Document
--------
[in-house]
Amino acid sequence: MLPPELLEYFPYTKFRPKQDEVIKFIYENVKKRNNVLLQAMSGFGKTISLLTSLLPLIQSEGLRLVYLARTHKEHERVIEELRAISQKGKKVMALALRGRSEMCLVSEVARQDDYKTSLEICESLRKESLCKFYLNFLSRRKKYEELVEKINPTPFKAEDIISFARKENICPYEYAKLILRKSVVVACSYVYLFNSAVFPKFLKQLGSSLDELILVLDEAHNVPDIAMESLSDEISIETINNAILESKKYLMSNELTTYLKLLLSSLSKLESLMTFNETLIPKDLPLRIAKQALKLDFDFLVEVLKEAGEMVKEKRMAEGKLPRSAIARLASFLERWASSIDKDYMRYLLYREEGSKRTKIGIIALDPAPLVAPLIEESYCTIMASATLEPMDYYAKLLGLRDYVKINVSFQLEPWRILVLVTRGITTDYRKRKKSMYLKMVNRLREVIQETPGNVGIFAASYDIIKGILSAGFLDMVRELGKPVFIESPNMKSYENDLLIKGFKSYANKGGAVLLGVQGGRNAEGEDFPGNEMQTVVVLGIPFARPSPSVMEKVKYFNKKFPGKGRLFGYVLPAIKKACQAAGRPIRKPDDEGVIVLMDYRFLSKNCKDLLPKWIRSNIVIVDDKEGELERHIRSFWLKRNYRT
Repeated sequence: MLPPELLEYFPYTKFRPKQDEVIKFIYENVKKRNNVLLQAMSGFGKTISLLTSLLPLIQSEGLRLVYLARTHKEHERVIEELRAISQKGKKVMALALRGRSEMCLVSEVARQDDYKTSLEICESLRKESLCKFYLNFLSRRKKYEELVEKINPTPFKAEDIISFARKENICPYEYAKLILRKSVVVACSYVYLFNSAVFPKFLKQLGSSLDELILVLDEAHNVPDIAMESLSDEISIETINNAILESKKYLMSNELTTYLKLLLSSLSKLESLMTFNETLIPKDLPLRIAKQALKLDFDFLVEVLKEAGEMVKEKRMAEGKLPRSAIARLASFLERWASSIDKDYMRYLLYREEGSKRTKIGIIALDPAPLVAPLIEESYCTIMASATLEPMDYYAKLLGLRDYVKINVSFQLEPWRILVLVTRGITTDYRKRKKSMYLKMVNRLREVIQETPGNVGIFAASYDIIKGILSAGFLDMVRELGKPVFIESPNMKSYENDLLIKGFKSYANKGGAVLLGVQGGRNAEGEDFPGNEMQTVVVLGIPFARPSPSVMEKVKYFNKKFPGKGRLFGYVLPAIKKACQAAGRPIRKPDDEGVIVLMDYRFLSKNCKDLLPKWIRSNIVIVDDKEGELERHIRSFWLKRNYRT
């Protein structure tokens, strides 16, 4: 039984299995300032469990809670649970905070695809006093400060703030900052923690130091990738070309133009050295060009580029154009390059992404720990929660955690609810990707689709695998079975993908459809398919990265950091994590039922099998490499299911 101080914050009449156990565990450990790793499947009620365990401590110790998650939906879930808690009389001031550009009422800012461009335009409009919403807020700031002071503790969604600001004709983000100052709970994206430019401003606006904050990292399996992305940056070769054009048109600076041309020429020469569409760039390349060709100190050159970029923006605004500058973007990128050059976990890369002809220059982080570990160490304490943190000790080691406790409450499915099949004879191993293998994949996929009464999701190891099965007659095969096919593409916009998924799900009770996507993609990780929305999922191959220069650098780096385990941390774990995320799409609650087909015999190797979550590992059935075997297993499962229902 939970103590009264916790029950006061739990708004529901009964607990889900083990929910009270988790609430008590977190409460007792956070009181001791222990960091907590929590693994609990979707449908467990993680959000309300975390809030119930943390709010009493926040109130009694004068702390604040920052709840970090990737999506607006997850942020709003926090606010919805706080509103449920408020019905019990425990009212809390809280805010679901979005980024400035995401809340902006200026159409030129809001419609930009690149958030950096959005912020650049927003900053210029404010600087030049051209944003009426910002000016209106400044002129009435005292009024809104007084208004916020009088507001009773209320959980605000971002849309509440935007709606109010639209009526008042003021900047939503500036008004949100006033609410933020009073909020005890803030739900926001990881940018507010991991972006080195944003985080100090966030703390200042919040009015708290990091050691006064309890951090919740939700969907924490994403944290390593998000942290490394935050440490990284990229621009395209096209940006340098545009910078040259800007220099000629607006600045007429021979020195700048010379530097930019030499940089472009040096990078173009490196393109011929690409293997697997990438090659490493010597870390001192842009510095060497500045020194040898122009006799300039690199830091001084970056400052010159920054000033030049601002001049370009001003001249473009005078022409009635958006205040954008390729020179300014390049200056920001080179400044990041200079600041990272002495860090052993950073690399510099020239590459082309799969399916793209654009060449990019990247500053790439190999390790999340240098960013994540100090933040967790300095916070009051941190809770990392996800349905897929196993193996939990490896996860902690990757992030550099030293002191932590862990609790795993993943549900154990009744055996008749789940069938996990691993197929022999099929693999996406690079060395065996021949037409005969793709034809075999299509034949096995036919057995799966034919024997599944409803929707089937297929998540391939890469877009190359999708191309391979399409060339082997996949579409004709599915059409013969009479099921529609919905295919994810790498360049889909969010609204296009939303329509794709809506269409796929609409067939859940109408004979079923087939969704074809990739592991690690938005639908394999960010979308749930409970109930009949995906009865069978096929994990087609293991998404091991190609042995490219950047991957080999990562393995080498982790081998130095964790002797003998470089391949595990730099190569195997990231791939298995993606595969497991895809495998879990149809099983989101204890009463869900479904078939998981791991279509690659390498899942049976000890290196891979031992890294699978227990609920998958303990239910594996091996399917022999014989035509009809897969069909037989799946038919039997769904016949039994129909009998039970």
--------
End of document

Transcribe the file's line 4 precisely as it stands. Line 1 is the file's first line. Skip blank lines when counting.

């Protein structure tokens, strides 16, 4: 039984299995300032469990809670649970905070695809006093400060703030900052923690130091990738070309133009050295060009580029154009390059992404720990929660955690609810990707689709695998079975993908459809398919990265950091994590039922099998490499299911 101080914050009449156990565990450990790793499947009620365990401590110790998650939906879930808690009389001031550009009422800012461009335009409009919403807020700031002071503790969604600001004709983000100052709970994206430019401003606006904050990292399996992305940056070769054009048109600076041309020429020469569409760039390349060709100190050159970029923006605004500058973007990128050059976990890369002809220059982080570990160490304490943190000790080691406790409450499915099949004879191993293998994949996929009464999701190891099965007659095969096919593409916009998924799900009770996507993609990780929305999922191959220069650098780096385990941390774990995320799409609650087909015999190797979550590992059935075997297993499962229902 939970103590009264916790029950006061739990708004529901009964607990889900083990929910009270988790609430008590977190409460007792956070009181001791222990960091907590929590693994609990979707449908467990993680959000309300975390809030119930943390709010009493926040109130009694004068702390604040920052709840970090990737999506607006997850942020709003926090606010919805706080509103449920408020019905019990425990009212809390809280805010679901979005980024400035995401809340902006200026159409030129809001419609930009690149958030950096959005912020650049927003900053210029404010600087030049051209944003009426910002000016209106400044002129009435005292009024809104007084208004916020009088507001009773209320959980605000971002849309509440935007709606109010639209009526008042003021900047939503500036008004949100006033609410933020009073909020005890803030739900926001990881940018507010991991972006080195944003985080100090966030703390200042919040009015708290990091050691006064309890951090919740939700969907924490994403944290390593998000942290490394935050440490990284990229621009395209096209940006340098545009910078040259800007220099000629607006600045007429021979020195700048010379530097930019030499940089472009040096990078173009490196393109011929690409293997697997990438090659490493010597870390001192842009510095060497500045020194040898122009006799300039690199830091001084970056400052010159920054000033030049601002001049370009001003001249473009005078022409009635958006205040954008390729020179300014390049200056920001080179400044990041200079600041990272002495860090052993950073690399510099020239590459082309799969399916793209654009060449990019990247500053790439190999390790999340240098960013994540100090933040967790300095916070009051941190809770990392996800349905897929196993193996939990490896996860902690990757992030550099030293002191932590862990609790795993993943549900154990009744055996008749789940069938996990691993197929022999099929693999996406690079060395065996021949037409005969793709034809075999299509034949096995036919057995799966034919024997599944409803929707089937297929998540391939890469877009190359999708191309391979399409060339082997996949579409004709599915059409013969009479099921529609919905295919994810790498360049889909969010609204296009939303329509794709809506269409796929609409067939859940109408004979079923087939969704074809990739592991690690938005639908394999960010979308749930409970109930009949995906009865069978096929994990087609293991998404091991190609042995490219950047991957080999990562393995080498982790081998130095964790002797003998470089391949595990730099190569195997990231791939298995993606595969497991895809495998879990149809099983989101204890009463869900479904078939998981791991279509690659390498899942049976000890290196891979031992890294699978227990609920998958303990239910594996091996399917022999014989035509009809897969069909037989799946038919039997769904016949039994129909009998039970």